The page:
The SQLCMD workbench

Robyn and Phil feel strongly that there are two striking features in SSMS that extends its usefulness dramatically. The first is the Template, and the second is the powerful functionality hidden by those strange words 'SQLCMD Mode'. Here they try to demonstrate how useful SQLCMD can be to anyone who is tasked with having to administer a database.


  1. Introduction
  2. Adding a user or group
  3. Running scripts in more than one database
  4. The macro statements
  5. Maintaining database lists
  6. Gathering data
  7. Command-line SQLCMD
  8. Winding up, and further reading


There are two ways of using SSMS to automate repetitive tasks that involve TSQL. One is by the use of templates. This gives you a ready-made library of standard routines that you can turn into executable TSQL simply by hitting Ctrl Shift M on the keyboard. Great for ad-hoc admin work, but not so hot for the routine stuff.

The other system uses macro-substitution at Runtime and involves SQLCMD mode. We’ll call them Macro Scripts, to distinguish them from templates.

Why bother with SQLCMD? If you are doing repetitive SQL Statements with just a change in one or two parameters then it is wonderful. If you are doing them to a whole lot of databases, maybe on different servers, it is wonderful. If you want it to be done in series, with error-checking and so on, or if you want it scheduled as a regular routine, then it is essential. It is also great to build and test a script in SSMS, and then run it as a command-line script, maybe put it on the windows scheduler. It gives you a lot of freedom to do admin tasks the way that suits your particular workload.

Adding a user or a group

Imagine you have to create a server login for a user and then grant him access to the current database: You open up a query window in SSMS and check that you are in SQLCMD mode (Query –> SQLCMD mode). If the lines beginning with a colon are shaded silver, then you are in SQLCMD mode

Here is a sample Macro Script to add a windows user or group to your database in the role you specify. You would need to change the parameters to suit, of course.

You’ll see immediately that adding the login, the name of the user and the role to the macro definition on the line that starts :setvar will speed things up from a simple script, if you have to add several users. But that is just a start.

Running scripts in more than one database

Imagine we have to add these database users on three databases on the same server. All we need to do is to

  1. Save the code above, between --1 and --2, (so as to leave out the macros for the details of the user to add) to a file called AddUser.SQL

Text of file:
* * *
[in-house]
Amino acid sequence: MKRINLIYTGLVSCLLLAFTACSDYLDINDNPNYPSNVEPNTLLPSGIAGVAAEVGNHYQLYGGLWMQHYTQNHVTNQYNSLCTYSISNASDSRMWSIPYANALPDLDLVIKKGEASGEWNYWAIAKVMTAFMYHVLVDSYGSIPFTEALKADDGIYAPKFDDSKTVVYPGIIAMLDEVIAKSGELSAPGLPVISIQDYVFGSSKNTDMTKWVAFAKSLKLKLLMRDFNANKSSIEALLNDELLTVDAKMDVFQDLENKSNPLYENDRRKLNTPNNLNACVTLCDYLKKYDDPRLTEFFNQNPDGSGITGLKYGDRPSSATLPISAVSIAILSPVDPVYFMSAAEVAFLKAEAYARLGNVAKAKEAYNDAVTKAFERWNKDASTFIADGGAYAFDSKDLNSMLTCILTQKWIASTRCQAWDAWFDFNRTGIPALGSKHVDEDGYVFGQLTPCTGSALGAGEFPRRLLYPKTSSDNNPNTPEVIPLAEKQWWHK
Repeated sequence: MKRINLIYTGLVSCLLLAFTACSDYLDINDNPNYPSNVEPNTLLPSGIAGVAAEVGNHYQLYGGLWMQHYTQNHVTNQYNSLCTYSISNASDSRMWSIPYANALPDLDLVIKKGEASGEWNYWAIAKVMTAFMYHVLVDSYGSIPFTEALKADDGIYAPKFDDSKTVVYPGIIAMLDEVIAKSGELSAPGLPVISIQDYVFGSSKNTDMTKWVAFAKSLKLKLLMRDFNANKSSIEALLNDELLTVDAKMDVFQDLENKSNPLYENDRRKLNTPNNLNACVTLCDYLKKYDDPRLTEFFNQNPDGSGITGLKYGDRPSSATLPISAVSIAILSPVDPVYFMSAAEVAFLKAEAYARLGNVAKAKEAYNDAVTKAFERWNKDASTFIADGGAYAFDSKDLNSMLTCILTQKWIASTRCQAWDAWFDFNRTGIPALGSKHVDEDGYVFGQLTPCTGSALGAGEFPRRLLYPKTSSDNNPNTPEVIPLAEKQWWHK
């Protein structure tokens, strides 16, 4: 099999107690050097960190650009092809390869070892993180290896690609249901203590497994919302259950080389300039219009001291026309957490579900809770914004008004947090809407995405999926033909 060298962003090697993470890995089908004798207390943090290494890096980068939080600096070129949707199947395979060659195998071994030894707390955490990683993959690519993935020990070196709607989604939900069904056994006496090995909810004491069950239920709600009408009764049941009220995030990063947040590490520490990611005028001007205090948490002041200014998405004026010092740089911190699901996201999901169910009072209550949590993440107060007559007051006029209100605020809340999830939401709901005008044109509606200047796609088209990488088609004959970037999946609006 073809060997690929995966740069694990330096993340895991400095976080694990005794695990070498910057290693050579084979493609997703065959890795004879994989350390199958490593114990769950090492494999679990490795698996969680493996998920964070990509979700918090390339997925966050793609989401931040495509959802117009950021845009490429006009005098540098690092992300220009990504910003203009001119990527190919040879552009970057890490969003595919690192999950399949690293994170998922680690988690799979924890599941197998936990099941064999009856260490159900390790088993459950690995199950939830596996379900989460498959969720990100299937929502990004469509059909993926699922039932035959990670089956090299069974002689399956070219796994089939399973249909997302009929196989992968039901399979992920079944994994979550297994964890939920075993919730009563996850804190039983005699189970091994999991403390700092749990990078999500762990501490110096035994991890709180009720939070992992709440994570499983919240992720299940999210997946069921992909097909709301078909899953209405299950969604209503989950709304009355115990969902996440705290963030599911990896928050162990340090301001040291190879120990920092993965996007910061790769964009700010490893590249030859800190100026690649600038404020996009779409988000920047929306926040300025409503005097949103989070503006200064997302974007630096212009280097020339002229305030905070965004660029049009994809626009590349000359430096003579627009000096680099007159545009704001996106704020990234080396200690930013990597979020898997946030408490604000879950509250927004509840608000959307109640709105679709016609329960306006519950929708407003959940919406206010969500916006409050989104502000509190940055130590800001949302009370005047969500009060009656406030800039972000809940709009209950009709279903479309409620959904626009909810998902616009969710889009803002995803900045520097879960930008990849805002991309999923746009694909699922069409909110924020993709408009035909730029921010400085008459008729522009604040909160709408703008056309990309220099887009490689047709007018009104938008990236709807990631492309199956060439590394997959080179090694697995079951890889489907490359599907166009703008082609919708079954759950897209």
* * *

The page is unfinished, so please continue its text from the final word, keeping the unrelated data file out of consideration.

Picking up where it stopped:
2. Open up a new query window in SSMS and check that you are in SQLCMD mode (Query –> SQLCMD mode). Run the following code in this query window:

Hmm, nice.

You’ll see a report of what you did and its success/failure in a file called Report.txt, and any errors in Errors.txt. you can even type them out from the script at the end using

Now save the following snippet to a file called removeuser.sql

Now execute the script again and you will have removed the user you just put in, just to tidy up.

the macro statements

You’ll see in the script above a number of keywords which start with a colon and must start at the beginning of the line these do some fairly magically useful things. Several of the features of SQLCMD aren’t supported in SSMS in ‘SQLCMD mode’, for various reasons. Sadly, the XML output is one of those too. Microsoft argue that these commands are relevant only to the command line version but I can’t see why they couldn’t have put them in just to make the correspondence between the two perfect.

:!! [<command>]
-Executes a command in the Windows command shell.
:connect server[\instance] [-l timeout] [-U user [-P password]]
-Connects to a SQL Server instance.
-Edits the current or last executed statement cache.
:error <dest>
-Redirects error output to a file, stderr, or stdout.
-Quits sqlcmd immediately.
-Execute statement cache; quit with no return value.
-Execute the specified query; returns numeric result.
go [<n>]
-Executes the statement cache (n times).
-Shows this list of commands.
-Prints the content of the statement cache.
-Lists the set sqlcmd scripting variables.
:on error [exit|ignore]
-Action for batch or sqlcmd command errors.
:out <filename>|stderr|stdout
-Redirects query output to a file, stderr, or stdout.
:perftrace <filename>|stderr|stdout
-Redirects timing output to a file, stderr, or stdout.
-Quits sqlcmd immediately.
:r <filename>
-Append file contents to the statement cache.
-Discards the statement cache.
-Lists local and SQL Servers on the network.
:setvar {variable}
-Removes a sqlcmd scripting variable.
:setvar <variable> <value>
-Sets a sqlcmd scripting variable.

Some of these commands are extremely useful, others will make you scratch your head in puzzlement. the ones that work in ‘SQLCMD mode’ within SSMS are:

You can run these scripts from the command line, specifying, for example, the server you want to run it on. (if you have to use a SQL Server login, you can specify userid and password).

now, as it stands, this is OK but not entirely useful for us, but you can also define variables for the command line version using the -v . You have to enclose each value in quotation marks if the value contains spaces.

So what you have here is a means of adding a user (or any other repetitive action) to any database on any server via a batch.

It is good but it aint good enough. Where, for example, is the error handling? (you cannot concatenate to the end of a file with SQLCMD)